FallOut is an event that has been impacting the youth of the Lehigh Valley, PA area for several years now. One of the most convenient aspects of the festival is it's actually held at the church my wife and I attend (and got married at). But another consistency the festival has had since its beginning is its strong artist lineup. Over the years, they've hosted artists like The Supertones, Rebecca St. James, Five Iron Frenzy, Relient K, Audio Adrenaline, and now one-third of dc Talk in the form of TobyMac.
The year's I've attended, it's been easy to be rather casual about the event considering it's a See You At The Pole rally and I'm no longer in school. But I aimed to attend FallOut 2005 with the intentions of covering the fest a little more in-depth. And while I still failed to do so to a degree, I've asked JfH staff member and fellow PA-resident Justin Mabee to share his thoughts on the event. But first, I'll begin with my own experience with FallOut '05.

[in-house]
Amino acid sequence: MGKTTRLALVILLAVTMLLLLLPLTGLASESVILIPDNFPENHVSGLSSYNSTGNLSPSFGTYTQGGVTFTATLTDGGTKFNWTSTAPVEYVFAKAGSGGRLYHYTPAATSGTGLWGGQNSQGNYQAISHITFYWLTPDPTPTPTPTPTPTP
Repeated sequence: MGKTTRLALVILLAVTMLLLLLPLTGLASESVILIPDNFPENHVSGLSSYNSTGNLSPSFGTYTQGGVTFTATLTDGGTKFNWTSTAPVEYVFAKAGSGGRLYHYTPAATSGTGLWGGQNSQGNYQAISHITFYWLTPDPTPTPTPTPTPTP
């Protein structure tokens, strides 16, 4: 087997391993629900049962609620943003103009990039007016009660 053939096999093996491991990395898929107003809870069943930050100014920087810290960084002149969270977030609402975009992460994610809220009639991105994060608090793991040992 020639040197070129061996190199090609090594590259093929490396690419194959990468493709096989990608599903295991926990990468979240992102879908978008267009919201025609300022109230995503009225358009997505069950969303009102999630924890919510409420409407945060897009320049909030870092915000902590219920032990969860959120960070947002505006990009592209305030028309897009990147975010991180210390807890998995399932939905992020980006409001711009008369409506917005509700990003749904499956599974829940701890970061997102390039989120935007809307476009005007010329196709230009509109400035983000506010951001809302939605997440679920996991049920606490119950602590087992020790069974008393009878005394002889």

The gates opened at noon, inviting in numerous local youth groups and families. There's plenty to do for everyone at the fest. Immediately upon entering, there are an assortment of games from giant inflated playpens to full-on basketball tournaments. The church's "Family Life Center" was fully decked-out as a gym, split in half (divided by a net) to allow an area for people to sit. During the course of the day, dodgeball tournaments could be found being held there. The church's parking lot served as home to a gigantic tent that housed the main stage acts and speaker while a little cafe inside the church and another in a trailer allowed for local acts to do their thing while festival-goers relaxed to a nice cup of coffee or cold refreshment. Finally, another (rather stifling) trailer was devoted strictly to the bands' merchandise as well as tables for a few local businesses.